# De Rham cohomology of compact manifold minus one point

Let $$M$$ be a compact, connected, oriented and without boundary $$n$$-manifold, and $$N$$ the manifold obtained by removing an arbitrary point $$p\in M$$ from $$M.$$ Show that the Betti numbers (i.e. the dimentions of the De Rham cohomology groups) are $$b^i(N)=b^i(M) \quad i=0,\dots,n-1;$$ $$b^n(N)=b^n(M)-1.$$

My idea was to use the Mayer-Vietoris theorem by considering the open sets $$U=N$$ and $$V,$$ where $$V$$ is an arbitrary neighbourhood that is also the domain of a chart $$\varphi:V\to\mathbb{R}^n.$$

The resulting Mayer-Vietoris sequence is: $$\begin{multline} 0\to H^0(M)\to H^0(N)\oplus\mathbb{R}\to\mathbb{R}\to H^1(M)\to H^1(N)\to 0\to \\ \to \cdots\to 0 \to H^{n-1}(M)\to H^{n-1}(N)\to\mathbb{R}\to H^n(M)\to H^n(N)\to 0;\end{multline}$$ due to the fact that the cohomology of $$V\sim\mathbb{R}^n$$ is $$H^0(\mathbb{R}^n)=\mathbb{R}$$ and $$H^i(\mathbb{R}^n)=0$$ for all $$i\geq 1,$$ and the cohomology of $$V\cap U$$ is the cohomology of $$\mathbb{S}^{n-1},$$ that is: $$H^0(\mathbb{S}^{n-1})=H^{n-1}(\mathbb{S}^{n-1})=\mathbb{R}$$ and $$H^i(\mathbb{S}^{n-1})=0$$ for all $$i\ne0,n-1.$$

The short sequences in the middle $$0 \to H^i(M)\to H^i(N)\to 0, \ i=2,\dots,n-2$$ let me say that $$b^i(N)=b^i(M)$$ for these $$i$$'s, but for the others I just have the sequences: $$0\to H^0(M)\to H^0(N)\oplus\mathbb{R}\to\mathbb{R}\to H^1(M)\to H^1(N)\to 0,$$ $$0 \to H^{n-1}(M)\to H^{n-1}(N)\to\mathbb{R}\to H^n(M)\to H^n(N)\to 0;$$ that allow me to write the relations: $$b^0(M)-b^0(N)-b^1(M)+b^1(N)=0,$$ and $$b^{n-1}(M)-b^{n-1}(N)+1-b^n(M)+b^n(N)=0,$$ which are coherent with the thesis that I want to obtain but are not sufficient to conclude, and I can't say anything more (I'm not an expert in using arrows as mathematical objects). Any help is really much appreciated. Thanks to everybody.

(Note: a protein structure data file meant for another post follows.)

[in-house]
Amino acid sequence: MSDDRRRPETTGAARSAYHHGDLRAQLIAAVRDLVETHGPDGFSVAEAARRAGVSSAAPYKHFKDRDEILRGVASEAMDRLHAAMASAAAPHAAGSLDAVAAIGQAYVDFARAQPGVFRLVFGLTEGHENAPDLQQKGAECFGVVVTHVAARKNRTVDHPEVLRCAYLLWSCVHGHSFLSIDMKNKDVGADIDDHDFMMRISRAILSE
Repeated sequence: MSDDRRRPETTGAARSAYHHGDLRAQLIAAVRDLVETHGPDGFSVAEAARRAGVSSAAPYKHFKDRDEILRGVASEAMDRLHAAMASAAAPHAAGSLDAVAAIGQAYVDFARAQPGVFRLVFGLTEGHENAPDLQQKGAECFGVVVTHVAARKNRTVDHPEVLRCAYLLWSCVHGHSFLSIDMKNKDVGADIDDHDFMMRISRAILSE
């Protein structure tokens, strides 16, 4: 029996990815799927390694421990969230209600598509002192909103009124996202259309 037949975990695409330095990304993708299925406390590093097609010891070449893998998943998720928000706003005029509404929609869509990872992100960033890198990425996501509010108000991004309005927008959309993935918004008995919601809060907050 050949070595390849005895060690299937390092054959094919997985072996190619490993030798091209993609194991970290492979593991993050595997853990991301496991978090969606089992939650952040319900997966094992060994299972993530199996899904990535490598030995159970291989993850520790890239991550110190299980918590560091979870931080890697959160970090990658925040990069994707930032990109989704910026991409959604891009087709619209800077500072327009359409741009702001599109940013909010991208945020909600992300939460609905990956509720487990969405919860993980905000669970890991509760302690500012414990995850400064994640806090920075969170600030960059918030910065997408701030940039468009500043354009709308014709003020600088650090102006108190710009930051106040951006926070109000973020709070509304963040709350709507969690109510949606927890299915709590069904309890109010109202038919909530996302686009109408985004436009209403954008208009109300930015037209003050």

The trick is to look at the actual arrows involved. Also for convenience sake, I will assume $$N$$ is actually $$M$$ delete an open ball, since they're homotopy equivalent.

The $$0$$, $$1$$ exact sequence

Consider the exact sequence $$0 \to H^0(M)\to H^0(N)\oplus \Bbb{R}\to \Bbb{R}\to H^1(M)\to H^1(N)$$ The trick is to observe that $$H^0(M)=\Bbb{R}$$, since $$M$$ is connected. Thus we have $$0 \to \Bbb{R} \to H^0(N)\oplus \Bbb{R}\to \Bbb{R},$$ and since $$N\ne \varnothing$$, we see that the dimension of $$H^0(N) \oplus \Bbb{R}$$ is greater than or equal to 2, but it's also at most 2, since it fits into this exact sequence. Thus $$H^0(N)=\Bbb{R}$$ and the map $$H^0(N)\oplus \Bbb{R}\to \Bbb{R}$$ is surjective.

We could also show this geometrically ($$N$$ must be connected, so $$H^0(N)=\Bbb{R}$$ from that consideration alone, and surjectivity of the map is clear geometrically).

Regardless, surjectivity of this map allows us to split the exact sequence as $$0\to H^0(M)\to H^0(N)\oplus \Bbb{R} \to \Bbb{R} \to 0$$ and $$0\to H^1(M)\to H^1(N).$$ If $$n> 2$$, then this fits in as $$0\to H^1(M)\to H^1(N)\to 0$$, giving $$H^1(M)\simeq H^1(N)$$. Otherwise this is part of the other exact sequence we don't understand, so let's look at that one next.